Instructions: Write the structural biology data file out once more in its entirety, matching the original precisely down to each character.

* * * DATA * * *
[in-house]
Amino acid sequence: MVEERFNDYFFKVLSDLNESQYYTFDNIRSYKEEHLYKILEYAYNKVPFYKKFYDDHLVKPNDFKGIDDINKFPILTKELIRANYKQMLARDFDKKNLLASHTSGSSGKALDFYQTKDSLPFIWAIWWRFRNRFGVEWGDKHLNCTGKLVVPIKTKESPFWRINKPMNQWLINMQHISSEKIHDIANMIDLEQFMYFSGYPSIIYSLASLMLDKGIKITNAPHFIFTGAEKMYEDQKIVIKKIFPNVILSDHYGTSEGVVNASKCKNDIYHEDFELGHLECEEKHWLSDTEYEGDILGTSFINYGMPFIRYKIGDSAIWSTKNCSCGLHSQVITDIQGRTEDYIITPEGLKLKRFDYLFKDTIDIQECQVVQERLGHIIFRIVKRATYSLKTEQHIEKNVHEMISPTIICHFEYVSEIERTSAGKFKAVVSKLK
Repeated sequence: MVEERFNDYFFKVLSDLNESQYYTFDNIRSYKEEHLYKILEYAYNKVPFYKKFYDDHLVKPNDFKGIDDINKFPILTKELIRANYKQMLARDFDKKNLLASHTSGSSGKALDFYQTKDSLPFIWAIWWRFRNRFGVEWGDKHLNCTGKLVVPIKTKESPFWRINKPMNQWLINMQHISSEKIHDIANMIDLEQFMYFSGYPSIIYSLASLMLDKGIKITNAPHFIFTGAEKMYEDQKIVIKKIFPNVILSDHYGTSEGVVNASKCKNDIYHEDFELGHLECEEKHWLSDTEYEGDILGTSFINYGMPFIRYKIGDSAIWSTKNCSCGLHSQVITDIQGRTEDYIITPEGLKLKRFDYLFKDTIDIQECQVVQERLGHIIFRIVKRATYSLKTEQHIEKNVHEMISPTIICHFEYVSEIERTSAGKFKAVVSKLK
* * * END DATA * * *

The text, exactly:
[in-house]
Amino acid sequence: MVEERFNDYFFKVLSDLNESQYYTFDNIRSYKEEHLYKILEYAYNKVPFYKKFYDDHLVKPNDFKGIDDINKFPILTKELIRANYKQMLARDFDKKNLLASHTSGSSGKALDFYQTKDSLPFIWAIWWRFRNRFGVEWGDKHLNCTGKLVVPIKTKESPFWRINKPMNQWLINMQHISSEKIHDIANMIDLEQFMYFSGYPSIIYSLASLMLDKGIKITNAPHFIFTGAEKMYEDQKIVIKKIFPNVILSDHYGTSEGVVNASKCKNDIYHEDFELGHLECEEKHWLSDTEYEGDILGTSFINYGMPFIRYKIGDSAIWSTKNCSCGLHSQVITDIQGRTEDYIITPEGLKLKRFDYLFKDTIDIQECQVVQERLGHIIFRIVKRATYSLKTEQHIEKNVHEMISPTIICHFEYVSEIERTSAGKFKAVVSKLK
Repeated sequence: MVEERFNDYFFKVLSDLNESQYYTFDNIRSYKEEHLYKILEYAYNKVPFYKKFYDDHLVKPNDFKGIDDINKFPILTKELIRANYKQMLARDFDKKNLLASHTSGSSGKALDFYQTKDSLPFIWAIWWRFRNRFGVEWGDKHLNCTGKLVVPIKTKESPFWRINKPMNQWLINMQHISSEKIHDIANMIDLEQFMYFSGYPSIIYSLASLMLDKGIKITNAPHFIFTGAEKMYEDQKIVIKKIFPNVILSDHYGTSEGVVNASKCKNDIYHEDFELGHLECEEKHWLSDTEYEGDILGTSFINYGMPFIRYKIGDSAIWSTKNCSCGLHSQVITDIQGRTEDYIITPEGLKLKRFDYLFKDTIDIQECQVVQERLGHIIFRIVKRATYSLKTEQHIEKNVHEMISPTIICHFEYVSEIERTSAGKFKAVVSKLK